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We have vinyl windows in our home.
I'm interested in storm windows for some of those windows.
The home is about 16 years old.
I talked with Lowe's and the company that makes storm windows for them.
They said the existing vinyl windows would be an issue.
Because the storm windows are attached by screws to the existing windows.
And they thought putting screws in the vinyl would be a bad idea.

I don't know what brand windows these are.
They do have something on the outside, however, that makes me think they were designed for a storm window. There are two brackets at the bottom of each window. I'll attach a picture of the bracket and one of our windows. It looks to me like a storm window was designed to sit in these brackets. And then maybe 'clamp' onto the top of the window? fwiw, every home in my subdivision appears to have this same bracket on the window.

Well, any thoughts are appreciated.


(It appears that my picture of the bracket got rotated when I uploaded it. The bracket sits horizontally as seen in the picture of the entire window.)
 

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Naildriver
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If your windows are double pane, then adding storm windows could adversely affect their insulating value, and warp the vinyl framing due to heat. Decide, too what the cost is of the storms versus just replacing the entire window (if it is single pane) with a more modern one with LoE 366. It will keep the weather at bay much better than just adding storms.
 

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I know sometimes get cranky when their "question is questioned" , but why do you want storms ? The insulation gain will almost never justify the cost .

The best use for storm windows (IMO) is if you have a wind load situation that is causing problems .
 

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Discussion Starter · #4 ·
dd57chevy - no crankiness here. It's a good question.
One reason only - summer heat gain.
We live in mid-Missouri. Looks like a bit south of you.
The summers here have become absolutely blistering.
I'm thinking that trend is not going to improve.

Couple of reasons I'd be willing to experiment with a storm window:
1. We've replaced some of the other windows in the house with very premium windows. I honestly don't think they made a huge difference in energy efficiency.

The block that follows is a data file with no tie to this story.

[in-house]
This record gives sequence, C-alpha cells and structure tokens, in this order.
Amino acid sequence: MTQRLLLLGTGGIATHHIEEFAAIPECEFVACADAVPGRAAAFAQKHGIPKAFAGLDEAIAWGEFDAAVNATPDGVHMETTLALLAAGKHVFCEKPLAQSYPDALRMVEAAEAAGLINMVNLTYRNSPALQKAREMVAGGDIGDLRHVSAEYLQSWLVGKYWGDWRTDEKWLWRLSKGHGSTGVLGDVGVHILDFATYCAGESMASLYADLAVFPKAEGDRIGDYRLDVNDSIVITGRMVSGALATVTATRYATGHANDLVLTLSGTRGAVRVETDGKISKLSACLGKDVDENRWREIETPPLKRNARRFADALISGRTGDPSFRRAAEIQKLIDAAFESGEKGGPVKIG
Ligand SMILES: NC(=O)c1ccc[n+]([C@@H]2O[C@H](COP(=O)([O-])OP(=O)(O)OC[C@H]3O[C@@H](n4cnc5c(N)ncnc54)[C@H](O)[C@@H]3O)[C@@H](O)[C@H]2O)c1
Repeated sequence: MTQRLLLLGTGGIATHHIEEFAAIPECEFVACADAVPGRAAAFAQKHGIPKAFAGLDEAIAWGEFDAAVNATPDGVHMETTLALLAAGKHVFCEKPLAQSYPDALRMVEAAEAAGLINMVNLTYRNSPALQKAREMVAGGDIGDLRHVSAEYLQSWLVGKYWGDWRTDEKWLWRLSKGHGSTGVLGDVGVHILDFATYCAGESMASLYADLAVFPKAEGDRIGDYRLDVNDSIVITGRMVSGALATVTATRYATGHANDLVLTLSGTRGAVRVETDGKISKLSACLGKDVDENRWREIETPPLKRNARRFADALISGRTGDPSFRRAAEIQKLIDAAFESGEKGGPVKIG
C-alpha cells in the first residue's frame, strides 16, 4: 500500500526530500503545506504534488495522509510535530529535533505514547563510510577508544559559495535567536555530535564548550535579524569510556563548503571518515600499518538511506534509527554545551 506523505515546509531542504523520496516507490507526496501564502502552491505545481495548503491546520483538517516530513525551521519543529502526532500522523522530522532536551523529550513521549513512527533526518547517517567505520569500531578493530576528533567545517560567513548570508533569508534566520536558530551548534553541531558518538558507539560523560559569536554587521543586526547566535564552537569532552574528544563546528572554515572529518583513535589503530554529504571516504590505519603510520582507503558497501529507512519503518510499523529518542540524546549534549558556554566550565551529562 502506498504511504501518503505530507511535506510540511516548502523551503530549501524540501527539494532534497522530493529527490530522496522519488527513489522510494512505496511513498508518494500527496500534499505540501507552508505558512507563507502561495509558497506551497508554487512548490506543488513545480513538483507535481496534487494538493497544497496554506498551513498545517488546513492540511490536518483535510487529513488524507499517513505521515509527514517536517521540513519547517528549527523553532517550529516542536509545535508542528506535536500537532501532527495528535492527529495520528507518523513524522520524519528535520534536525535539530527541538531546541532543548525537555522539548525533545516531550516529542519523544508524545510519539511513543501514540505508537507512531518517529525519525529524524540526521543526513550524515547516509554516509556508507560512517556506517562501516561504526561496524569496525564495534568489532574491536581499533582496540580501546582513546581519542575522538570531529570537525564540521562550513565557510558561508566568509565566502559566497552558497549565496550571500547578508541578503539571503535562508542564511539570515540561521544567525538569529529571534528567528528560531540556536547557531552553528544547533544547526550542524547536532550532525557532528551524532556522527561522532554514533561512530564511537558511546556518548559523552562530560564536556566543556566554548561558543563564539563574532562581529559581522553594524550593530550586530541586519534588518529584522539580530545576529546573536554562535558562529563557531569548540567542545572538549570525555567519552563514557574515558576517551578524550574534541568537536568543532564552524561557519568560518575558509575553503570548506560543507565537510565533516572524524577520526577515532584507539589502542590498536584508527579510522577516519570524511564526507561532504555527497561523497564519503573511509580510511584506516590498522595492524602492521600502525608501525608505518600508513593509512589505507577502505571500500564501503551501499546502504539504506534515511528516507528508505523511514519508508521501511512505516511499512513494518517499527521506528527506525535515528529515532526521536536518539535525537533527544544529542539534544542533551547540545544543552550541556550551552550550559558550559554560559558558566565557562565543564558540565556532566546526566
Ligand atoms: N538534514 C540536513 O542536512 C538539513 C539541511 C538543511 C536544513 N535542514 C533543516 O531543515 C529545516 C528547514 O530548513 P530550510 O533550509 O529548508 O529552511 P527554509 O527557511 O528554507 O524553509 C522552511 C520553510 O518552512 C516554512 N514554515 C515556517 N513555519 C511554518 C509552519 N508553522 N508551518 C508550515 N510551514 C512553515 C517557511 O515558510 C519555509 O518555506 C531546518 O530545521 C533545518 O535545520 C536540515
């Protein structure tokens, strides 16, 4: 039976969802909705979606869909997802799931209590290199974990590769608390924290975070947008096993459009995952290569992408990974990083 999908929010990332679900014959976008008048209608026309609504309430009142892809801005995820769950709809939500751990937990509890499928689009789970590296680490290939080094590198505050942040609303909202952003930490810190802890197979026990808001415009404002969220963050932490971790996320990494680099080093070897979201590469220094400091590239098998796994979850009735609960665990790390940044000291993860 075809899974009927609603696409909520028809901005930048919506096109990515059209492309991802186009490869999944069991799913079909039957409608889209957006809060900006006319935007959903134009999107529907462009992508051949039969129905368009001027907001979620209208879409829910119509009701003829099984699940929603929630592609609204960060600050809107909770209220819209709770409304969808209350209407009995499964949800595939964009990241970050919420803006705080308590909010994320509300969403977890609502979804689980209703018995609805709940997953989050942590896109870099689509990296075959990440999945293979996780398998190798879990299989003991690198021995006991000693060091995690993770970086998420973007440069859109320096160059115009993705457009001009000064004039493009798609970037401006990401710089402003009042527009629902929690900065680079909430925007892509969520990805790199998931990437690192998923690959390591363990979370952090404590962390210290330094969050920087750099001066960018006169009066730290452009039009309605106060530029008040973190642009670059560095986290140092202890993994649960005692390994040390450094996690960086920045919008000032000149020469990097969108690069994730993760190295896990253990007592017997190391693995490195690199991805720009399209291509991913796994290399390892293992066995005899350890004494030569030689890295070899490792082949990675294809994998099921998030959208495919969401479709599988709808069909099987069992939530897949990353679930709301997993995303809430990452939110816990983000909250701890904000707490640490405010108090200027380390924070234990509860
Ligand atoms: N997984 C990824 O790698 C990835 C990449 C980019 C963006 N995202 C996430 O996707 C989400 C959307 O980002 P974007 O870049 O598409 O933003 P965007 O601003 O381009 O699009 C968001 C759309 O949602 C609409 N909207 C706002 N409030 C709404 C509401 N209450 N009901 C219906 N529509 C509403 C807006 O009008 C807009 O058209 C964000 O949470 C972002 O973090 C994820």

2. This winter we had a week or so of fairly cold temperatures. So I put one of those window film packages on the inside of the window. (You can actually see it in the picture.) That made a tremendous amount of difference. I'm actually thinking of trying one on the outside this summer.

This particular window faces due east.
There is a really nice view out of this window.
I'm open to any suggestions.
Thanks for the interest.
 

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dd57chevy - no crankiness here. It's a good question.
One reason only - summer heat .
This particular window faces due east
I'm open to any suggestions.
Thanks for the interest.
Just throwing some random things at you , not claiming to have the final answer OR trying to offend :

Unless you have high performance reflective glass (as in high dollar commercial glazing) white window blinds are your friend .

IMO , hands down , the best device to keep your house cool are properly placed decidious trees.....planted 30 years ago . :biggrin2:
You should still plant them (with a plan) .
Ditto foundation & other plantings . A bare (& cut short) lawn reflects heat toward your house .

I'd check attic ventilation & AC performance .

Sorry , but IMO , storm windows aren't your answer , here .
 

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Not recommended by vinyl window maker.

You might get away with it with a NE exposure, Southern or Western will probably result in warping or even melting the vinyl. Overheating the insulated glass units and breaking seals is also a real possibility.
 

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Old school, but have you considered awnings for the southern exposure?
 

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Discussion Starter · #11 ·
Thanks, everyone!
Some feedback:

1. The 'bracket' in the picture are the plugs for the weep holes in the vinyl windows.
2. Storm Windows: I agree. Not the right solution here.
3. White Shades: Yes, that is what are on the windows. This particular window is in our bedroom. In addition to the shades there are 'black out' curtains.
4. Trees: We love trees. There are some big maples a bit north and east of here. It is like night and day walking in and out of their shade. Even if my time machine was working I think there would be an issue. Since these windows face east they get the most sun from 8-12. During that time the angle of the sun is such that to get a tree to put shade on the window it would have to be very tall or very close to the house.
5. Soffit vents are clear. A/C is about five years old. High Performance. Working well.
6. Awning. Yep, that would help. Though it has some of the same issues as the trees. They would either have to come out very far or go very low.
I actually saw some Coolero shades at the store today. That could be an option.
7. Film. Yep, I think this is the way to go. I picked up some today and I'll try some experiments.

Again, thanks for all the help and advice. I really appreciate it.
 
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